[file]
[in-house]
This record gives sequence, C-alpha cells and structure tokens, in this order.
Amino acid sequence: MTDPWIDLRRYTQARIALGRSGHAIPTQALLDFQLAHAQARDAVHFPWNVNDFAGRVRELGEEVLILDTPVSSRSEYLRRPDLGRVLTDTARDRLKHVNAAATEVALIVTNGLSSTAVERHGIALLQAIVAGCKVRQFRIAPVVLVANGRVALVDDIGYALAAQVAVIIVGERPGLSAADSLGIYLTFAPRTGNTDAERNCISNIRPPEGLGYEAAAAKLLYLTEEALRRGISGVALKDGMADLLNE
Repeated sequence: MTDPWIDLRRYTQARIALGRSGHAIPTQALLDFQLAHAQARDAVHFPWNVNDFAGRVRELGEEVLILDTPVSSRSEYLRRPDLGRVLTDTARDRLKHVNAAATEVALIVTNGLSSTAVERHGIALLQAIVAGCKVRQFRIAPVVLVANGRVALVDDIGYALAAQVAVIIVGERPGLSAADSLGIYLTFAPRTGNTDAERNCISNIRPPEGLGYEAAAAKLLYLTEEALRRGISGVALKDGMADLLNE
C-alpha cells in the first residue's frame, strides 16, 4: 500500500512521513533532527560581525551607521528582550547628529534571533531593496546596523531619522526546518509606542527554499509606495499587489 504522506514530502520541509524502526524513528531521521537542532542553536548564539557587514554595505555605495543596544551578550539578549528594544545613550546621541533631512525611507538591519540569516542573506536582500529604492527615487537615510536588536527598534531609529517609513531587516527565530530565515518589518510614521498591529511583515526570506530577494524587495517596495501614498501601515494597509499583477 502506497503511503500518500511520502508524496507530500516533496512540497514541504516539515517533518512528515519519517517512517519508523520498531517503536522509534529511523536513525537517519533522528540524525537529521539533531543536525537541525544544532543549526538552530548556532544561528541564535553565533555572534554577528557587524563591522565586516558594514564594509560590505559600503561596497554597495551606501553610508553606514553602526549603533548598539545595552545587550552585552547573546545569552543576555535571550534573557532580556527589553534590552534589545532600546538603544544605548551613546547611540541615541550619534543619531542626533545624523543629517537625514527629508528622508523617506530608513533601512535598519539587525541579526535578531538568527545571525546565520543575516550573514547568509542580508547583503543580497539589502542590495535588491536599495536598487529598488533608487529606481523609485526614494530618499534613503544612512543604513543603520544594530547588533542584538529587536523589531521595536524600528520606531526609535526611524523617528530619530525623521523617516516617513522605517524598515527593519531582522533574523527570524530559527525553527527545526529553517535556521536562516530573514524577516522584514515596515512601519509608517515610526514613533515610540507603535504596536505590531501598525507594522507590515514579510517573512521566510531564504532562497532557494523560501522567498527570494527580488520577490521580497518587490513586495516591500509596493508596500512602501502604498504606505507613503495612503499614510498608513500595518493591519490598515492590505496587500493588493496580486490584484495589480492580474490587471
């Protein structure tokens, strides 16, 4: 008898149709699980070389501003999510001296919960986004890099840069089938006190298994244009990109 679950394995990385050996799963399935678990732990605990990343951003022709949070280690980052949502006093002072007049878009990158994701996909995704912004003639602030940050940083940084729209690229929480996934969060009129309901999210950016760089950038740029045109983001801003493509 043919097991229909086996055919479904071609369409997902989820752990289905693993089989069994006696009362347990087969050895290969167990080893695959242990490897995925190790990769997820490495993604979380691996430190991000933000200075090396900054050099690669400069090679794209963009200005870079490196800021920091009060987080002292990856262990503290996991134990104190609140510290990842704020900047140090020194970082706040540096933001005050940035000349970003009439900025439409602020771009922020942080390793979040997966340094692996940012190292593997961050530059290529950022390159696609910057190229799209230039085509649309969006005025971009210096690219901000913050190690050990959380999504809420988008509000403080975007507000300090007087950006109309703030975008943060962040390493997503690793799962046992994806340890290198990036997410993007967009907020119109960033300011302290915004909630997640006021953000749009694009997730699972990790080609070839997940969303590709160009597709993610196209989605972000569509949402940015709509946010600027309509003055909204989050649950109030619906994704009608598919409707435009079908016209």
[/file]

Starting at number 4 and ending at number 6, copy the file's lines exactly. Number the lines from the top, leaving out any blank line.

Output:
Repeated sequence: MTDPWIDLRRYTQARIALGRSGHAIPTQALLDFQLAHAQARDAVHFPWNVNDFAGRVRELGEEVLILDTPVSSRSEYLRRPDLGRVLTDTARDRLKHVNAAATEVALIVTNGLSSTAVERHGIALLQAIVAGCKVRQFRIAPVVLVANGRVALVDDIGYALAAQVAVIIVGERPGLSAADSLGIYLTFAPRTGNTDAERNCISNIRPPEGLGYEAAAAKLLYLTEEALRRGISGVALKDGMADLLNE
C-alpha cells in the first residue's frame, strides 16, 4: 500500500512521513533532527560581525551607521528582550547628529534571533531593496546596523531619522526546518509606542527554499509606495499587489 504522506514530502520541509524502526524513528531521521537542532542553536548564539557587514554595505555605495543596544551578550539578549528594544545613550546621541533631512525611507538591519540569516542573506536582500529604492527615487537615510536588536527598534531609529517609513531587516527565530530565515518589518510614521498591529511583515526570506530577494524587495517596495501614498501601515494597509499583477 502506497503511503500518500511520502508524496507530500516533496512540497514541504516539515517533518512528515519519517517512517519508523520498531517503536522509534529511523536513525537517519533522528540524525537529521539533531543536525537541525544544532543549526538552530548556532544561528541564535553565533555572534554577528557587524563591522565586516558594514564594509560590505559600503561596497554597495551606501553610508553606514553602526549603533548598539545595552545587550552585552547573546545569552543576555535571550534573557532580556527589553534590552534589545532600546538603544544605548551613546547611540541615541550619534543619531542626533545624523543629517537625514527629508528622508523617506530608513533601512535598519539587525541579526535578531538568527545571525546565520543575516550573514547568509542580508547583503543580497539589502542590495535588491536599495536598487529598488533608487529606481523609485526614494530618499534613503544612512543604513543603520544594530547588533542584538529587536523589531521595536524600528520606531526609535526611524523617528530619530525623521523617516516617513522605517524598515527593519531582522533574523527570524530559527525553527527545526529553517535556521536562516530573514524577516522584514515596515512601519509608517515610526514613533515610540507603535504596536505590531501598525507594522507590515514579510517573512521566510531564504532562497532557494523560501522567498527570494527580488520577490521580497518587490513586495516591500509596493508596500512602501502604498504606505507613503495612503499614510498608513500595518493591519490598515492590505496587500493588493496580486490584484495589480492580474490587471
């Protein structure tokens, strides 16, 4: 008898149709699980070389501003999510001296919960986004890099840069089938006190298994244009990109 679950394995990385050996799963399935678990732990605990990343951003022709949070280690980052949502006093002072007049878009990158994701996909995704912004003639602030940050940083940084729209690229929480996934969060009129309901999210950016760089950038740029045109983001801003493509 043919097991229909086996055919479904071609369409997902989820752990289905693993089989069994006696009362347990087969050895290969167990080893695959242990490897995925190790990769997820490495993604979380691996430190991000933000200075090396900054050099690669400069090679794209963009200005870079490196800021920091009060987080002292990856262990503290996991134990104190609140510290990842704020900047140090020194970082706040540096933001005050940035000349970003009439900025439409602020771009922020942080390793979040997966340094692996940012190292593997961050530059290529950022390159696609910057190229799209230039085509649309969006005025971009210096690219901000913050190690050990959380999504809420988008509000403080975007507000300090007087950006109309703030975008943060962040390493997503690793799962046992994806340890290198990036997410993007967009907020119109960033300011302290915004909630997640006021953000749009694009997730699972990790080609070839997940969303590709160009597709993610196209989605972000569509949402940015709509946010600027309509003055909204989050649950109030619906994704009608598919409707435009079908016209």